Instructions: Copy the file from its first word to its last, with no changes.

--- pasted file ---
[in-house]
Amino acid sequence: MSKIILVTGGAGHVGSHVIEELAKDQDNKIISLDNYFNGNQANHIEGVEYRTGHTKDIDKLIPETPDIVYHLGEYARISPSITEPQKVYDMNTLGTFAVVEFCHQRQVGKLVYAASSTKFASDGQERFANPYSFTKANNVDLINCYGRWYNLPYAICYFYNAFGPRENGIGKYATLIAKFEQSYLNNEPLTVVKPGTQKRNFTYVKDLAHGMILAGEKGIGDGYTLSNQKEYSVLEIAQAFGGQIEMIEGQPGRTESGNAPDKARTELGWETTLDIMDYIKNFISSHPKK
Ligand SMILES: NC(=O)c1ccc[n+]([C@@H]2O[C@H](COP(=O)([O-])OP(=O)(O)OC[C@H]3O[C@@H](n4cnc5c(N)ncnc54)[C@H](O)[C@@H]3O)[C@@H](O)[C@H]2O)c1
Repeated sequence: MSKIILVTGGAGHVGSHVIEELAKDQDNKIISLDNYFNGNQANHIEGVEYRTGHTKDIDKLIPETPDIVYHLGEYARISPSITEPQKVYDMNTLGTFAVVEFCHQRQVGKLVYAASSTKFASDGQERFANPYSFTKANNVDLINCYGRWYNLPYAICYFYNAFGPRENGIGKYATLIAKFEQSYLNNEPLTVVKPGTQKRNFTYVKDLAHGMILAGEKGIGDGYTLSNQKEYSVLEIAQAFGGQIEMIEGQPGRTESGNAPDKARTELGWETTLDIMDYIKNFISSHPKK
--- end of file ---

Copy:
[in-house]
Amino acid sequence: MSKIILVTGGAGHVGSHVIEELAKDQDNKIISLDNYFNGNQANHIEGVEYRTGHTKDIDKLIPETPDIVYHLGEYARISPSITEPQKVYDMNTLGTFAVVEFCHQRQVGKLVYAASSTKFASDGQERFANPYSFTKANNVDLINCYGRWYNLPYAICYFYNAFGPRENGIGKYATLIAKFEQSYLNNEPLTVVKPGTQKRNFTYVKDLAHGMILAGEKGIGDGYTLSNQKEYSVLEIAQAFGGQIEMIEGQPGRTESGNAPDKARTELGWETTLDIMDYIKNFISSHPKK
Ligand SMILES: NC(=O)c1ccc[n+]([C@@H]2O[C@H](COP(=O)([O-])OP(=O)(O)OC[C@H]3O[C@@H](n4cnc5c(N)ncnc54)[C@H](O)[C@@H]3O)[C@@H](O)[C@H]2O)c1
Repeated sequence: MSKIILVTGGAGHVGSHVIEELAKDQDNKIISLDNYFNGNQANHIEGVEYRTGHTKDIDKLIPETPDIVYHLGEYARISPSITEPQKVYDMNTLGTFAVVEFCHQRQVGKLVYAASSTKFASDGQERFANPYSFTKANNVDLINCYGRWYNLPYAICYFYNAFGPRENGIGKYATLIAKFEQSYLNNEPLTVVKPGTQKRNFTYVKDLAHGMILAGEKGIGDGYTLSNQKEYSVLEIAQAFGGQIEMIEGQPGRTESGNAPDKARTELGWETTLDIMDYIKNFISSHPKK